Open Pluggable Edge Services (OPES) Treatment of IAB Considerations
RFC 3914

Note: This ballot was opened for revision 05 and is now closed.

(Ned Freed) Yes

(Allison Mankin) Yes

(Harald Alvestrand) No Objection

Comment (2004-02-17 for -)
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Comment from Spencer Dawkins, Gen-ART:

If this draft needs to be published as an RFC (why? especially since
it has normative references that will prevent its publication until
OPES is finished anyway), it's close to OK to publish. I have two

- Section 3 on "one-party consent" seems unresponsive to the IAB
concern. The authors can identify situations where one-party consent
isn't reasonable or practical, but don't name situations where
one-party consent DOES make sense. The rest of the sections seemed
like the WG "gets it". This section does not.

- The last paragraph in Section 5.1 was unclear to me. It might help
if the two entities named were not the Cable Company ISP and the Cable
Company, but it took about four reads before I could even start to
guess what this example had to do with notifications vs trace.

(Steven Bellovin) No Objection

Comment (2004-02-03 for -)
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I would like to hear the IAB's opinion of this document.

(Margaret Cullen) (was Discuss) No Objection

(Ted Hardie) (was No Record, Discuss) No Objection

Comment (2004-02-18)
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I'm not sure how this text in 7.:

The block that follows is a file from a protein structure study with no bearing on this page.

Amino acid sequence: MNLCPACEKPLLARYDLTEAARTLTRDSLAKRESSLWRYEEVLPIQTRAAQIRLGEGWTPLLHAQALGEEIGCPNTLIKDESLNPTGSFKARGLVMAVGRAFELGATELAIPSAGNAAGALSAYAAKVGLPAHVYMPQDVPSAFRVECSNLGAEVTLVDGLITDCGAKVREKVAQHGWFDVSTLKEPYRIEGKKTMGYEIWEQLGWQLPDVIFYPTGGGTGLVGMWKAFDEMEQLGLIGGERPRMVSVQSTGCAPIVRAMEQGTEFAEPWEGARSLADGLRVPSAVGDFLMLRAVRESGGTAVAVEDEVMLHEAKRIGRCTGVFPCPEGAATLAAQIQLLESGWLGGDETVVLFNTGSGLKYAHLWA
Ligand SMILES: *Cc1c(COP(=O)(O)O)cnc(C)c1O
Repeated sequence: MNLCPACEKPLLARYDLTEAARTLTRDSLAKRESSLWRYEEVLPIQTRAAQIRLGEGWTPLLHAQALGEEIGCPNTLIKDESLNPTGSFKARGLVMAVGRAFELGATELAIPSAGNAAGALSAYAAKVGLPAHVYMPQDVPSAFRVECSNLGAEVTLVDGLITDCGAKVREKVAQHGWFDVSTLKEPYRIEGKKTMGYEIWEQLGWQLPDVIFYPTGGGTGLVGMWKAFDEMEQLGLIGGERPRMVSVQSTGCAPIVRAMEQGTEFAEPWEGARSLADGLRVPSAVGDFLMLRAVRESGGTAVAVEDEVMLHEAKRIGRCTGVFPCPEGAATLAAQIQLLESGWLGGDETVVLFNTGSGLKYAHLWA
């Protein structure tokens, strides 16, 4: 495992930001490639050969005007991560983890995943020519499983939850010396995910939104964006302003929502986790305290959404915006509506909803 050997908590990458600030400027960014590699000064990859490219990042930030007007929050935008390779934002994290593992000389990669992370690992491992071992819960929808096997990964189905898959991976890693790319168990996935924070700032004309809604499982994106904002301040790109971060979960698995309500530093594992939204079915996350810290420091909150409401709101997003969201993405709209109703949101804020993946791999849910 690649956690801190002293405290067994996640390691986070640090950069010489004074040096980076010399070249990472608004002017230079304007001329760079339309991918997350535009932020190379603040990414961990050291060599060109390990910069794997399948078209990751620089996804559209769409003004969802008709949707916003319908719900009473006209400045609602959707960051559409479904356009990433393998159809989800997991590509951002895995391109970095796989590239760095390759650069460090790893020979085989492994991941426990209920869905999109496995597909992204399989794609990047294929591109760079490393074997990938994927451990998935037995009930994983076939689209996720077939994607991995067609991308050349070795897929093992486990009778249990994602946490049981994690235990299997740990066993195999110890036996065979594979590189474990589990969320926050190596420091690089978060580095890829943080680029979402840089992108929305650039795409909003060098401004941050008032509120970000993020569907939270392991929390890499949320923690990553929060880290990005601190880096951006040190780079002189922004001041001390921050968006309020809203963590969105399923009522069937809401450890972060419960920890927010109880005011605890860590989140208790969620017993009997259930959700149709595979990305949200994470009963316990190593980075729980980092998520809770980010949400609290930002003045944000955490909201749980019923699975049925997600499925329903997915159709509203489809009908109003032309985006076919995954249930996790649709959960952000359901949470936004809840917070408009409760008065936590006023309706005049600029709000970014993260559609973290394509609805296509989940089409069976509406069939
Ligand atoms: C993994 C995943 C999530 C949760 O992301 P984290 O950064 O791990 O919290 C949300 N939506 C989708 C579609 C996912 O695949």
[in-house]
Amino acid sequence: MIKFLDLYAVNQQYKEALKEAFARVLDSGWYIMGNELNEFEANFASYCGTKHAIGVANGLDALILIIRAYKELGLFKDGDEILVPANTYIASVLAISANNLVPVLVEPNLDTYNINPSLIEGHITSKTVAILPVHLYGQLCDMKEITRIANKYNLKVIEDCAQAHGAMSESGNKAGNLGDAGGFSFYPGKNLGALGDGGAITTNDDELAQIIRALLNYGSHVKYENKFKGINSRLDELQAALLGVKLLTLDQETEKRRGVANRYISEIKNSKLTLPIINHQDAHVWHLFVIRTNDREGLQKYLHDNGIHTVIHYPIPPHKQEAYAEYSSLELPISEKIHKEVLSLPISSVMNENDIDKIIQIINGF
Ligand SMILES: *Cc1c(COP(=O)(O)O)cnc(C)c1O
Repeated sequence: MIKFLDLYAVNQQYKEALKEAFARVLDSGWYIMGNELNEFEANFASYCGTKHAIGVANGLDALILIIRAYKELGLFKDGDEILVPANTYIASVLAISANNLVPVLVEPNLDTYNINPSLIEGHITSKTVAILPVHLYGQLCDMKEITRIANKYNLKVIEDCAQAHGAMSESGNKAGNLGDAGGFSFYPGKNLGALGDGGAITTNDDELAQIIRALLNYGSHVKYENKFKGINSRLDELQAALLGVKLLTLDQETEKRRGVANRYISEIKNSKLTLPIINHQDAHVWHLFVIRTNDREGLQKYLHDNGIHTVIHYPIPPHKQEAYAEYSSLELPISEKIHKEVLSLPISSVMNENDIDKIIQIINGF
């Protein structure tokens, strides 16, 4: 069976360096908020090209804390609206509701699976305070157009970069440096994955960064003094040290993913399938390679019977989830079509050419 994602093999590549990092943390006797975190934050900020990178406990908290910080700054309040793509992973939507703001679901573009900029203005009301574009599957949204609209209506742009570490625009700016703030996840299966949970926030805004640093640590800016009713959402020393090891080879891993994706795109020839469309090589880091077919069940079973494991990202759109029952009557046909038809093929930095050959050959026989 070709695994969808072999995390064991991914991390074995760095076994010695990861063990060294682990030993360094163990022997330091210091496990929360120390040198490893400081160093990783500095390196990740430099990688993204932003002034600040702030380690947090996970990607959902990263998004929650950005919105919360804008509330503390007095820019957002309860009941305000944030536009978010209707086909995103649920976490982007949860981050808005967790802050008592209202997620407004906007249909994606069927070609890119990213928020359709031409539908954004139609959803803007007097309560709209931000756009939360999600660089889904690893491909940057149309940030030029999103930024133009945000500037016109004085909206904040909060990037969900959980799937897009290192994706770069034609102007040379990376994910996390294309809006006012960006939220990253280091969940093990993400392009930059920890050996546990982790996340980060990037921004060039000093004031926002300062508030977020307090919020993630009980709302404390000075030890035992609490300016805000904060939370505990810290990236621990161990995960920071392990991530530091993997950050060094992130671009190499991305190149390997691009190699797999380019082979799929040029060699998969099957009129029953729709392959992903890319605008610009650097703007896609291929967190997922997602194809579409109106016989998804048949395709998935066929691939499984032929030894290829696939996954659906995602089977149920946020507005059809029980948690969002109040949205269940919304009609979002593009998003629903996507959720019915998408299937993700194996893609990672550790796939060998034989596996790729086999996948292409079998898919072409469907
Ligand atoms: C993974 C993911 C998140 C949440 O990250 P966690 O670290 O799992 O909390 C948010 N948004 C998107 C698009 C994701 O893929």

In some environments, it is technically
  possible to adapt URIs (and other kinds of identifiers or addresses)
  using documented OPES mechanisms. The OPES framework cannot
  effectively prohibit any specific adaptations.

relates to the IAB requirement.  If they mean "URI adaptation" occurs
before URI resolution and may, thereby influencing that resolution,
then a clearer statement of that seems to be required.  If they mean
something else, a pointer to the definition here would be useful.

As it is, the requirement says:  

  "OPES documentation must be clear in describing these services as
  being applied to the result of URI resolution, not as URI resolution

Did they really mean to imply the Cable company would have terms of use that
demanded you look at their advertisements for porn (section 5.1)?

   For example, a Cable Company Internet Service Provider (Cable ISP) may
   provide a user-configurable porn filtering service to its subscribers
   while having an agreement with the parent Cable Company to send
   notifications to the content provider when clients (content
   consumers) use the same filter to block Company's advertisement
   images.  If the Cable Company deems such subscriber actions
   inappropriate, the company may contact individual subscribers and
   enforce their ISP usage policy according to the terms of the service

I can read it other ways, but this seems like they might want to fix it.
Not a blocking comment as this is certainly an arresting example,
but it seems unintended.  Shifting it "to block access to the
Company's general-purpose advertisement images" might help.

(Russ Housley) (was Discuss) No Objection

(David Kessens) No Objection